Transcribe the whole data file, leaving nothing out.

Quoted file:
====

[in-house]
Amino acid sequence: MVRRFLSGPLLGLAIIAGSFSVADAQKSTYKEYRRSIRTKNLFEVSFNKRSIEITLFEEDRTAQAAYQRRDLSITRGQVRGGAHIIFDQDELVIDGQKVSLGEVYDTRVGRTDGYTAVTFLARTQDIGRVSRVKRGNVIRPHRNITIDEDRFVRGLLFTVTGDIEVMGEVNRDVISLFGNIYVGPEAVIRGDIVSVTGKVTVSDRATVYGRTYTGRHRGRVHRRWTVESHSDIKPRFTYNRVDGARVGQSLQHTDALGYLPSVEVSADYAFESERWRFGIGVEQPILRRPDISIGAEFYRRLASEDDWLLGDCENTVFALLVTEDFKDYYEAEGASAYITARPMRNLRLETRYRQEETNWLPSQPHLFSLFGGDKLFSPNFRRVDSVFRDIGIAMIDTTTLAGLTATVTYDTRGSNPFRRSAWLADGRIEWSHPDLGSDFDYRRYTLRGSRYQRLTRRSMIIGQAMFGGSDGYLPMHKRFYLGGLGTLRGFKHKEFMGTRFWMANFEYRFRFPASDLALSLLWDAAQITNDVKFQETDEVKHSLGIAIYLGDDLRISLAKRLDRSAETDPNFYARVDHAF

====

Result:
[in-house]
Amino acid sequence: MVRRFLSGPLLGLAIIAGSFSVADAQKSTYKEYRRSIRTKNLFEVSFNKRSIEITLFEEDRTAQAAYQRRDLSITRGQVRGGAHIIFDQDELVIDGQKVSLGEVYDTRVGRTDGYTAVTFLARTQDIGRVSRVKRGNVIRPHRNITIDEDRFVRGLLFTVTGDIEVMGEVNRDVISLFGNIYVGPEAVIRGDIVSVTGKVTVSDRATVYGRTYTGRHRGRVHRRWTVESHSDIKPRFTYNRVDGARVGQSLQHTDALGYLPSVEVSADYAFESERWRFGIGVEQPILRRPDISIGAEFYRRLASEDDWLLGDCENTVFALLVTEDFKDYYEAEGASAYITARPMRNLRLETRYRQEETNWLPSQPHLFSLFGGDKLFSPNFRRVDSVFRDIGIAMIDTTTLAGLTATVTYDTRGSNPFRRSAWLADGRIEWSHPDLGSDFDYRRYTLRGSRYQRLTRRSMIIGQAMFGGSDGYLPMHKRFYLGGLGTLRGFKHKEFMGTRFWMANFEYRFRFPASDLALSLLWDAAQITNDVKFQETDEVKHSLGIAIYLGDDLRISLAKRLDRSAETDPNFYARVDHAF